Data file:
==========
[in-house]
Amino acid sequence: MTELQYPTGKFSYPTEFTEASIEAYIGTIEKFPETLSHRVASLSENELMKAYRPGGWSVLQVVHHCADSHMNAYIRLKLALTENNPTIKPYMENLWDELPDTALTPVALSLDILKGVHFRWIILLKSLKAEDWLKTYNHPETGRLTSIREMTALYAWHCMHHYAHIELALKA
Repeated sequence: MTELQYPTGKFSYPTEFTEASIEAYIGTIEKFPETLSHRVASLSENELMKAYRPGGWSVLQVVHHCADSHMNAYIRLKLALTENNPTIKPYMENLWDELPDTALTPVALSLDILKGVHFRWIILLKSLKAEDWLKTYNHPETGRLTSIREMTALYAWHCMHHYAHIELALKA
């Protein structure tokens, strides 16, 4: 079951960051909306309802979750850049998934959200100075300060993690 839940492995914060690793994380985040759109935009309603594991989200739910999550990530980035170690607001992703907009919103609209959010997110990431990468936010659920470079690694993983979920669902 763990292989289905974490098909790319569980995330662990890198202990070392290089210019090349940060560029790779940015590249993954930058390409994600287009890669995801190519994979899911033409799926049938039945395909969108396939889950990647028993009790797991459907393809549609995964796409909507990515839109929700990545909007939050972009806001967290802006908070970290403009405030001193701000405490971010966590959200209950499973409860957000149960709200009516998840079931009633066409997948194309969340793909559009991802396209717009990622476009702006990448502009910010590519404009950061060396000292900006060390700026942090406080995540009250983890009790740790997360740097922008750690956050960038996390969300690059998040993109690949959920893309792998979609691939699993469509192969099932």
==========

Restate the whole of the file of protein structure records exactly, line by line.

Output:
[in-house]
Amino acid sequence: MTELQYPTGKFSYPTEFTEASIEAYIGTIEKFPETLSHRVASLSENELMKAYRPGGWSVLQVVHHCADSHMNAYIRLKLALTENNPTIKPYMENLWDELPDTALTPVALSLDILKGVHFRWIILLKSLKAEDWLKTYNHPETGRLTSIREMTALYAWHCMHHYAHIELALKA
Repeated sequence: MTELQYPTGKFSYPTEFTEASIEAYIGTIEKFPETLSHRVASLSENELMKAYRPGGWSVLQVVHHCADSHMNAYIRLKLALTENNPTIKPYMENLWDELPDTALTPVALSLDILKGVHFRWIILLKSLKAEDWLKTYNHPETGRLTSIREMTALYAWHCMHHYAHIELALKA
């Protein structure tokens, strides 16, 4: 079951960051909306309802979750850049998934959200100075300060993690 839940492995914060690793994380985040759109935009309603594991989200739910999550990530980035170690607001992703907009919103609209959010997110990431990468936010659920470079690694993983979920669902 763990292989289905974490098909790319569980995330662990890198202990070392290089210019090349940060560029790779940015590249993954930058390409994600287009890669995801190519994979899911033409799926049938039945395909969108396939889950990647028993009790797991459907393809549609995964796409909507990515839109929700990545909007939050972009806001967290802006908070970290403009405030001193701000405490971010966590959200209950499973409860957000149960709200009516998840079931009633066409997948194309969340793909559009991802396209717009990622476009702006990448502009910010590519404009950061060396000292900006060390700026942090406080995540009250983890009790740790997360740097922008750690956050960038996390969300690059998040993109690949959920893309792998979609691939699993469509192969099932």